Meanwhile the opposition forces created a new coalition in Nov 2012 called National Coalition for Syrian Revolutionary and Opposition Force This body found international recognition as an official representative of Syrian people. It was first recognized by the Arab League in November 2012, later by France, EU and, UK and US by December, and several others. Nonetheless, the opposition forces grew increasingly fragmented, divided by ideological gaps between secular and Islamic armed groups as well as pervasive managerial gaps. In April 2013, Al Qaeda confirmed its allegiance to the rebel forces and soon foreign fighters enlisted in the sectarian war in increasing numbers.


As early as April 2011, it was reported to the UN Security Council that Syria was plagued by the use of artillery fire against unarmed civilians, arrest campaigns, shooting of medical personnel aiding the wounded, raids in hospitals, clinics and mosques and destruction of medical supplies and arrest of medical personnel. It was also alleged that Syrian government denied access to international humanitarian groups and human rights organizations while simultaneously shutting all social media communications. The Commission of Inquiry on Syria presented its initial findings in November 2011, reporting evidence that crimes against humanity had been committed including sexual violence, torture, arbitrary detention and murder. The initial sporadic attacks evolved to targeted large scale violence spiralling to the level of usage of cluster bombs. Several other instances like attack near Houla resulting in death of 108 people and the massacre of 71 men in Aleppo were also reported. Human Rights Watch reported the use of torture in 27 detention facilities run by Syrian intelligence agencies and also released evidence of a clear chain of command responsibility for atrocities committed all the way up to high-level Syrian officials. Gross violations of human rights had been committed leading to harmful effect on the population. Furthermore, there have been repeated claims of the deployment of chemical agents by the Syrian government, which is known to have stockpiles of such weapons. Individual states such as United States, France, United Kingdom, have announced that they have evidence of the government’s responsibility to the use of chemical weapons.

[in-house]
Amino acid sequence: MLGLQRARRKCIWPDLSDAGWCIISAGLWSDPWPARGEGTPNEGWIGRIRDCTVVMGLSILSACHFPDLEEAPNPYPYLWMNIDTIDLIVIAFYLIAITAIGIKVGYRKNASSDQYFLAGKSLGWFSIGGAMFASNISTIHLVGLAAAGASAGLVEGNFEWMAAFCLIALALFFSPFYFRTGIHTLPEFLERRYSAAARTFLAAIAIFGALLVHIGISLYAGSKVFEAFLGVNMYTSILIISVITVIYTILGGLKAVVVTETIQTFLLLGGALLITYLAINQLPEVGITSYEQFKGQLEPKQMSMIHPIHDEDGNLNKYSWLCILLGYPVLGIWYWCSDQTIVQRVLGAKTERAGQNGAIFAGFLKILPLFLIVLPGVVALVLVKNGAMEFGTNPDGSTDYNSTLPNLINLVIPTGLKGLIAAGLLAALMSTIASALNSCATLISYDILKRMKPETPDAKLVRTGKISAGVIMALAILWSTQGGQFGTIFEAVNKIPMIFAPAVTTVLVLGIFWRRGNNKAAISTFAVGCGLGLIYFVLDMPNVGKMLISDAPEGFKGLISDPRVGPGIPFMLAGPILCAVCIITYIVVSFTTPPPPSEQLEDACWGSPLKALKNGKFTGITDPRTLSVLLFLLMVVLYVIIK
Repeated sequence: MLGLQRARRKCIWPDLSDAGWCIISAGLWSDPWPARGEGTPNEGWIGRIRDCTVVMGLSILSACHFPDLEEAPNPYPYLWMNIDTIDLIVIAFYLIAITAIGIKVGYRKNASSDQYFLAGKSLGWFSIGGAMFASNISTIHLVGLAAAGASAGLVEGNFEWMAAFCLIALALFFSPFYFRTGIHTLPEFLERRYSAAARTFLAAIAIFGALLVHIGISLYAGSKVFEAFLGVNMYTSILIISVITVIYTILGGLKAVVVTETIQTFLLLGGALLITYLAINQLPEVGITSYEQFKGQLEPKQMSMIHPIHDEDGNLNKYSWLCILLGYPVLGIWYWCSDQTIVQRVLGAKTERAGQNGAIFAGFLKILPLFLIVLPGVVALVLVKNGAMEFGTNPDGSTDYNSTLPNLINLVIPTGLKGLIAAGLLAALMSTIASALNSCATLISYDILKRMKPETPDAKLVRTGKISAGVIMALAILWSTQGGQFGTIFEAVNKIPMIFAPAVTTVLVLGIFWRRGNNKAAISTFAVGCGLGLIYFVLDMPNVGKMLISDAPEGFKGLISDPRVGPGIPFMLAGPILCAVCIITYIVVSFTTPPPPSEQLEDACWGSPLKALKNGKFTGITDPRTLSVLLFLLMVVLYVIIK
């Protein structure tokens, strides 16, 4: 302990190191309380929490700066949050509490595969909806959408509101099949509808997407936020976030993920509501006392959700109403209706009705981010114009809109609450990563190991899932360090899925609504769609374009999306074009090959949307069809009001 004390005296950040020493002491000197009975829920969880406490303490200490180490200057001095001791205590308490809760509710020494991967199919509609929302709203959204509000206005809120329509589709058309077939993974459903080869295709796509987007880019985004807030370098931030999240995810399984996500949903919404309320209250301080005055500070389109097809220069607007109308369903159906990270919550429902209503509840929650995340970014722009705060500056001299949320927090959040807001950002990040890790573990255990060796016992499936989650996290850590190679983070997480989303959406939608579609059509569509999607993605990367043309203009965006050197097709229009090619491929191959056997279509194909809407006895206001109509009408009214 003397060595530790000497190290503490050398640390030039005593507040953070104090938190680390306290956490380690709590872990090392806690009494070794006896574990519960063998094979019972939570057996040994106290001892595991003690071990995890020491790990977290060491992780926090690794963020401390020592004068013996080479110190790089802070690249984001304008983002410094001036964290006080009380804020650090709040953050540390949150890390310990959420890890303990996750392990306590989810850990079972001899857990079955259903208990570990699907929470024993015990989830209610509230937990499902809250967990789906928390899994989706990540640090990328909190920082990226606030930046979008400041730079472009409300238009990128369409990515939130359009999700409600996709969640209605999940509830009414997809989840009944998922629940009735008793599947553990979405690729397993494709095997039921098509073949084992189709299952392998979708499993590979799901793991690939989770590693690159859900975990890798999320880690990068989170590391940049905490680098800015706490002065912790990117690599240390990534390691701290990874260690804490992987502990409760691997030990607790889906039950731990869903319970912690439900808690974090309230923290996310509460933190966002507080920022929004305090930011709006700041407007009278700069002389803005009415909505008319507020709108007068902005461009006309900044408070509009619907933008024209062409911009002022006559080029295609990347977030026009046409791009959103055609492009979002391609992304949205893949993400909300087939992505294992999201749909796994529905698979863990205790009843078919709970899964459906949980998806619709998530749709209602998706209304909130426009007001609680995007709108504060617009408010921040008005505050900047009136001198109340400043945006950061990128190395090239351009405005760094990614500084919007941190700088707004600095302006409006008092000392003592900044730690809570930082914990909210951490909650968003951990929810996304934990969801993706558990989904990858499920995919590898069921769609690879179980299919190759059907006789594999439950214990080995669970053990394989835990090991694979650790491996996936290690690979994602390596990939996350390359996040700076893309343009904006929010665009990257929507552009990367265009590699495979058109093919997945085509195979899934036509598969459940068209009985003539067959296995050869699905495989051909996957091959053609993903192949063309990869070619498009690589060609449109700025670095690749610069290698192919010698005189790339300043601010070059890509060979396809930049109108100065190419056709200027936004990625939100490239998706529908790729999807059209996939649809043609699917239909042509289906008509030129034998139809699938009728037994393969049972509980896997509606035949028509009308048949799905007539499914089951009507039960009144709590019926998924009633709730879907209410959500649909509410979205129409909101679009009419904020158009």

In Feb 2014, UN announced that the number of Syrian refugees had surpassed 2.4 million and that of internally displaced people in Syria had crossed 5 million. The refugee crisis has taken its toll on bordering countries. According to the UNHCR as of Feb 2014, almost 594000 have sought refuge in Turkey, and over 545000 in Jordan, 867000 in Lebanon, 133000 in Egypt and 217000 in Iraq.

The primary reasons for fleeing appear to be atrocities committed against civilians. It was also reported that refugee populations faced dire conditions in the refugee camps and the hosting countries were experiencing severe pressure leading to resentment against the refugees. In Jordan, the World Bank reported that the influx of refugees is affecting the livelihood, public services, and basic commodities of the local communities, and announced its financial support to the government. Although Turkey has been more economically equipped to handle the refugee influx, social and political costs arose, resulting in an increased risk of sectarian spill over, particularly in areas sympathetic to Assad. Lebanon, is also significantly burdened by the conflict, where in April 2013, it was reported that one out of ten residents was a refugee. Lebanon’s hospitals, electricity, transportation systems are strained, and food prices are rising. Furthermore, the country is experiencing a re-ignition of ethnic and religious tensions, with violent clashes occurring between Sunni and Shiite communities and between supporters and opponents of Assad. Syria’s neighbouring countries have been stretched too thin and it has called for urgent assistance and increased funding from the international community.